Faculty uncover fresh approaches to inclusive student engagement
Today’s college student population is a dynamic one. The idea of a “traditional student”—an 18 to 22-year-old who lives on campus, dedicates their time solely to studying and doesn’t have any other competing demands—has largely diminished. In response, UC San Diego faculty have also evolved their teaching to be more inclusive and accessible. With the support of The Commons, they are discovering new methods of content delivery and ways to engage students in the classroom as well as virtually.
“Faculty are experts in their disciplines, and it is a primary function of ours to build their pedagogical confidence and help them think about the learning outcomes they want their students to achieve,” explained Ruiter.
Instructors of all teaching levels and ranks, from those just beginning their careers to faculty with decades of experience, take part in a variety of professional development opportunities. One of the most impactful is The Commons’ Changemaker Fellowship Anti-Racist Pedagogy Learning Community, which brings together graduate students and faculty fellows to critically examine teaching practices through a racial equity lens. The goal is to enrich their teaching practices to promote the well-being and outcomes of all students, with a particular focus on Black, Latinx, Native American and other underrepresented students.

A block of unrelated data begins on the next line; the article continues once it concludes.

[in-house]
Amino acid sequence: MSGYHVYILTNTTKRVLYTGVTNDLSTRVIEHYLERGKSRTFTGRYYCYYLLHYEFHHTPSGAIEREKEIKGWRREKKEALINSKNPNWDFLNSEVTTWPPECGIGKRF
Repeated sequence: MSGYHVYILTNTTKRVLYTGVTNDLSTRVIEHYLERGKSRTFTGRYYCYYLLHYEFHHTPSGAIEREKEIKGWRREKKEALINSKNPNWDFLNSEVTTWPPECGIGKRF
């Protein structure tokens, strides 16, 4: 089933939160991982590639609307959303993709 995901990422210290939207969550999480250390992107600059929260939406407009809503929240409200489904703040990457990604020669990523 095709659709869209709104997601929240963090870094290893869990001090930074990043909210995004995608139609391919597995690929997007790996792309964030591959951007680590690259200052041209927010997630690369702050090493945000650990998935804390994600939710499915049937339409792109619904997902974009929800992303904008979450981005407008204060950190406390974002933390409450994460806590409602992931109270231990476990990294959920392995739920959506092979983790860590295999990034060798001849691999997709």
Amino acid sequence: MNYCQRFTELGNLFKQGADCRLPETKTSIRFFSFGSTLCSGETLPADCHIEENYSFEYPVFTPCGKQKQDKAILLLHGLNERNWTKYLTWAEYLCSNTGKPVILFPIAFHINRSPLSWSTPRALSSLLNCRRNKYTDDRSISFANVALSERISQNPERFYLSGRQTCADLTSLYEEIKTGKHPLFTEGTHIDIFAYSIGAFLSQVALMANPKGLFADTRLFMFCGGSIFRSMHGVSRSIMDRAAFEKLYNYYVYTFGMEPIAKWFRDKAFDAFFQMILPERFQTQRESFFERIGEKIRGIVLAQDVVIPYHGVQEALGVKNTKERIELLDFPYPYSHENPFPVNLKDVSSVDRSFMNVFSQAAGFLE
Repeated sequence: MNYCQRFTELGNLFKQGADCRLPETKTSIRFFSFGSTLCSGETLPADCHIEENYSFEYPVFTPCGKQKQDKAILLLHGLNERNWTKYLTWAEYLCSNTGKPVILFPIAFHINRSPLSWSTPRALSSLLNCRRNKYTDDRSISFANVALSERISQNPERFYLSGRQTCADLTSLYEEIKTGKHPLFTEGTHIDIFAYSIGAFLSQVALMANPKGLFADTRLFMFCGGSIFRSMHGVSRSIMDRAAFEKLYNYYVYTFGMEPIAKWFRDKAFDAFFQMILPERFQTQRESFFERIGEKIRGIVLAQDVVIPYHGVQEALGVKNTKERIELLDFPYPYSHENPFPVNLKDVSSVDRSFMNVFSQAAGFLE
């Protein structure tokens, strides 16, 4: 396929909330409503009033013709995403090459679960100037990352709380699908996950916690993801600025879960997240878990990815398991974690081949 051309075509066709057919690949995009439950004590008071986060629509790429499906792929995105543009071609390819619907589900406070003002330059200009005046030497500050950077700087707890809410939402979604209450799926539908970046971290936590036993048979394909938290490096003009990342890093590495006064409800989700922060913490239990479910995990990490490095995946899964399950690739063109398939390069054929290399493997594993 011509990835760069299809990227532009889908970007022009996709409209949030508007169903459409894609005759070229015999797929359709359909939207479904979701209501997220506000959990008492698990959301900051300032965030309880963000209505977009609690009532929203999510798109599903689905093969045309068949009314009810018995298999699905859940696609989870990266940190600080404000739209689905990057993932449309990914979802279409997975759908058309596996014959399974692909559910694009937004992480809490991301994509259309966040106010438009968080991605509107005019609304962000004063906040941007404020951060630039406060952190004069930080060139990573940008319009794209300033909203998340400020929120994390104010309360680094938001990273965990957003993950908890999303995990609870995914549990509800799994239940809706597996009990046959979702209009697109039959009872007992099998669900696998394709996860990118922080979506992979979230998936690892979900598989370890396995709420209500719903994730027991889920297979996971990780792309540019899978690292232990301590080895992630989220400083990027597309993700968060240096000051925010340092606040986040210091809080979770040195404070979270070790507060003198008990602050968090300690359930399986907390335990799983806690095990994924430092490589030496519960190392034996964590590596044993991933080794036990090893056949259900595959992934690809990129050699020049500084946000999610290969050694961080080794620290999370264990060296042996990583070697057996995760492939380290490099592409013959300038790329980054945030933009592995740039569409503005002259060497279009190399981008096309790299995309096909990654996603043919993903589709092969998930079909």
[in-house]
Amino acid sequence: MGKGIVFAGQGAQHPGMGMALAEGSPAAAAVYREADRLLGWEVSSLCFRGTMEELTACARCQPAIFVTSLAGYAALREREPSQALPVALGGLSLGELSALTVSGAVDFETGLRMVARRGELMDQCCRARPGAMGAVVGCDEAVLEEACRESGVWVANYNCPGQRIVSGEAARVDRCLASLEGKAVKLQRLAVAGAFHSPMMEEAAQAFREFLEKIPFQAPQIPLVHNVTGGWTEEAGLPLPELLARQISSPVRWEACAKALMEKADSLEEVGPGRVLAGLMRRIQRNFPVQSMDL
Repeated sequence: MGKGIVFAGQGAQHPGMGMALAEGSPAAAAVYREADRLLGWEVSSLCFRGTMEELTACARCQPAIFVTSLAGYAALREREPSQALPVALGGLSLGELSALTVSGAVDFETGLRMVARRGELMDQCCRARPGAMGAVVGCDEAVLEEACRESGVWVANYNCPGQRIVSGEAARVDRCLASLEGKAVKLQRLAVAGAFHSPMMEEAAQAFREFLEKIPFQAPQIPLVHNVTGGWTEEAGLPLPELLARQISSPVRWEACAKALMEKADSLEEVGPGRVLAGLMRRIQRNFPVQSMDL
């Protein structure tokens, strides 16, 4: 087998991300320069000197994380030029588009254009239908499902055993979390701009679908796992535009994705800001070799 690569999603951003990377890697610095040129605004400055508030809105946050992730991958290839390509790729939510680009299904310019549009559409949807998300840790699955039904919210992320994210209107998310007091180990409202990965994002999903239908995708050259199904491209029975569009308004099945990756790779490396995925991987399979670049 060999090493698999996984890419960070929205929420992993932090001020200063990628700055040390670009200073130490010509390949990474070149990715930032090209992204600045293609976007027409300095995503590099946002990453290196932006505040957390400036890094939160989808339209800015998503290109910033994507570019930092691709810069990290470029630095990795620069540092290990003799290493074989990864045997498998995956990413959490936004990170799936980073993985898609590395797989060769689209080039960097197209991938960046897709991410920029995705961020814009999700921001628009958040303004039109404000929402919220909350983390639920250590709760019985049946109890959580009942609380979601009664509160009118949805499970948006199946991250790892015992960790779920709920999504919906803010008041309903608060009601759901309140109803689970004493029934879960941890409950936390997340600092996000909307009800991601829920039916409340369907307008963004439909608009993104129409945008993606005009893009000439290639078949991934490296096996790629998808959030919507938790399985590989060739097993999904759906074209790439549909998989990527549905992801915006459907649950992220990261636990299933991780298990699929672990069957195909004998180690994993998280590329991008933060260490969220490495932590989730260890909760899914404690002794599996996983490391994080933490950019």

“We continue to be inspired by the dedication to teaching excellence by those with whom we’ve had the pleasure of working,” said Associate Director Carolyn Sandoval. “During these biweekly learning community sessions, we are able to come together to generate amazing ideas and break down barriers to support students in the best way possible.”
To do this work requires a strong team built on equity, which according to Ruiter is a fundamental strategic goal and principle. The influx of requests that flooded The Commons during the start of the COVID-19 pandemic proved to be a trying test of capacity, which the team met with steadfastness. The sense of reliance on one another for expertise and the commitment to continued learning developed during this time will serve as a model for the years ahead.